Information Compulsion

Study these 20 bad habits, and you’ll see that half are rooted in information compulsion. Most of us have an overwhelming need to tell others something they don’t know, even when it’s not in their best interest. When we add value, pass judgment, announce that we “already knew that” or explain “why that won’t work,” we are compulsively sharing information.

Likewise, when we fail to give recognition, claim credit we don’t deserve, refuse to apologize or neglect to express our gratitude, we are withholding information. Sharing and withholding information are two sides of the same coin.

Emotions

Other bad habits are rooted in emotion, causing a different kind of compulsion. When we get angry, play favorites or punish the messenger, we are succumbing to emotion.

There’s nothing wrong with sharing or withholding information or emotion. In fact, it’s often necessary to withhold them. It’s therefore vital to consider whether information-sharing is appropriate.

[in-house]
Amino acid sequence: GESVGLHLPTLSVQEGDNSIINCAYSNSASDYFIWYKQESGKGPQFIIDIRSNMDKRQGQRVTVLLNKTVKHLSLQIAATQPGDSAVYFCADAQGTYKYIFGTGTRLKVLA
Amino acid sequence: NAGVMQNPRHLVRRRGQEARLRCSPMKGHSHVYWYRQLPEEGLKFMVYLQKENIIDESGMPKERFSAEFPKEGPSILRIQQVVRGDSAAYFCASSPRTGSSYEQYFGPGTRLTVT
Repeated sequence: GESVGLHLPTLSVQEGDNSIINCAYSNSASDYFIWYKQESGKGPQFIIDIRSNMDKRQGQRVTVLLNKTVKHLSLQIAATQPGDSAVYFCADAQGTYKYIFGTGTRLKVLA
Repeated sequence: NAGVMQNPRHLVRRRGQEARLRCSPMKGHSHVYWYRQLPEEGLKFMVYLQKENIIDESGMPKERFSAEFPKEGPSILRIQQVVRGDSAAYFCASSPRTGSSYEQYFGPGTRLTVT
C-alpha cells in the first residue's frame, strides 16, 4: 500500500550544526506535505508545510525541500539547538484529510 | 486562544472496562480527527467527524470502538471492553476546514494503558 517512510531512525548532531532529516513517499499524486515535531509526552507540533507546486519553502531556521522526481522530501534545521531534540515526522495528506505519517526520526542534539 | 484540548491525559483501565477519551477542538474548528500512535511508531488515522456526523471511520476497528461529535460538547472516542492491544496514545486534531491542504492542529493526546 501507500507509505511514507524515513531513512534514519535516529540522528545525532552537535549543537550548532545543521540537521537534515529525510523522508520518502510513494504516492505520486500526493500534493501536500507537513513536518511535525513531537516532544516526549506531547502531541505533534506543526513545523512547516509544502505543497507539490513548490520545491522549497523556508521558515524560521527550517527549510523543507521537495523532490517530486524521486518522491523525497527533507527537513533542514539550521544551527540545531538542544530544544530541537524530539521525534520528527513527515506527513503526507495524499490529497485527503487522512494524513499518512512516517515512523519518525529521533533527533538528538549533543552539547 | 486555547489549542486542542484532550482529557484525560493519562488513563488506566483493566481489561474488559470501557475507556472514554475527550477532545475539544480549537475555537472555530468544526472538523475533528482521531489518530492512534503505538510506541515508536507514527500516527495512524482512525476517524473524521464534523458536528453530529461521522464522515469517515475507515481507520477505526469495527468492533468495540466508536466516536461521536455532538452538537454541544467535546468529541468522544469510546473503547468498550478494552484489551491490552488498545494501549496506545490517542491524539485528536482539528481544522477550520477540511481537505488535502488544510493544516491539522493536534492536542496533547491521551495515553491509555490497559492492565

Appropriate information encompasses anything that unequivocally helps another person. Communication becomes inappropriate when we go too far or risk hurting someone. When sharing information or emotion, ask yourself: Is this appropriate? How much should I share? These two questions serve as the guidelines for anything you do or say.

How to Change a Bad Habit

If you recognize yourself on the list of 20 bad habits, you can do something about it. Fortunately, it’s easier to stop doing something than to undergo a major personality transformation.

But the road to change is paved with difficulties. It’s hard to let go of firmly ingrained behaviors. Furthermore, even though you may make some progress, it’s challenging to change the perceptions of others who have become so used to your bad behaviors that they may not even notice your efforts to improve for quite a long time.